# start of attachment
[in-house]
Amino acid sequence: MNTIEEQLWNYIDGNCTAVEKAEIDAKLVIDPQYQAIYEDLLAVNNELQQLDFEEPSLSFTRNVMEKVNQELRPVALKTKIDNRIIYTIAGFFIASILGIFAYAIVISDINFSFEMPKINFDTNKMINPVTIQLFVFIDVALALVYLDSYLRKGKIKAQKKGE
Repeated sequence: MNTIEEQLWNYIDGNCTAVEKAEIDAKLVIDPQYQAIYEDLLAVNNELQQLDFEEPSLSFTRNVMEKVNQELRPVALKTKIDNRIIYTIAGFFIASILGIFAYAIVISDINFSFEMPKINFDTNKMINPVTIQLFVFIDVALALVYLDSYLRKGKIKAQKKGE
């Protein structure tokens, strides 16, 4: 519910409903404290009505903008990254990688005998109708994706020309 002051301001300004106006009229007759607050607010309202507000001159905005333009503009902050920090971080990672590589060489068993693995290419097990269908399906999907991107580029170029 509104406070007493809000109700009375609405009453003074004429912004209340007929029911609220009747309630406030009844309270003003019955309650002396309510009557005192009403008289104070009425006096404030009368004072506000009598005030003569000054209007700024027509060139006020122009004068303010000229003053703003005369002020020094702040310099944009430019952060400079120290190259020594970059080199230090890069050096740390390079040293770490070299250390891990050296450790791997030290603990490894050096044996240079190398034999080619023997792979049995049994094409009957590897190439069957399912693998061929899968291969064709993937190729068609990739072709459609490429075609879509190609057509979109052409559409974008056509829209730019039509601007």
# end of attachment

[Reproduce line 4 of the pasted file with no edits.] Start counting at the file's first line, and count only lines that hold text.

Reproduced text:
């Protein structure tokens, strides 16, 4: 519910409903404290009505903008990254990688005998109708994706020309 002051301001300004106006009229007759607050607010309202507000001159905005333009503009902050920090971080990672590589060489068993693995290419097990269908399906999907991107580029170029 509104406070007493809000109700009375609405009453003074004429912004209340007929029911609220009747309630406030009844309270003003019955309650002396309510009557005192009403008289104070009425006096404030009368004072506000009598005030003569000054209007700024027509060139006020122009004068303010000229003053703003005369002020020094702040310099944009430019952060400079120290190259020594970059080199230090890069050096740390390079040293770490070299250390891990050296450790791997030290603990490894050096044996240079190398034999080619023997792979049995049994094409009957590897190439069957399912693998061929899968291969064709993937190729068609990739072709459609490429075609879509190609057509979109052409559409974008056509829209730019039509601007």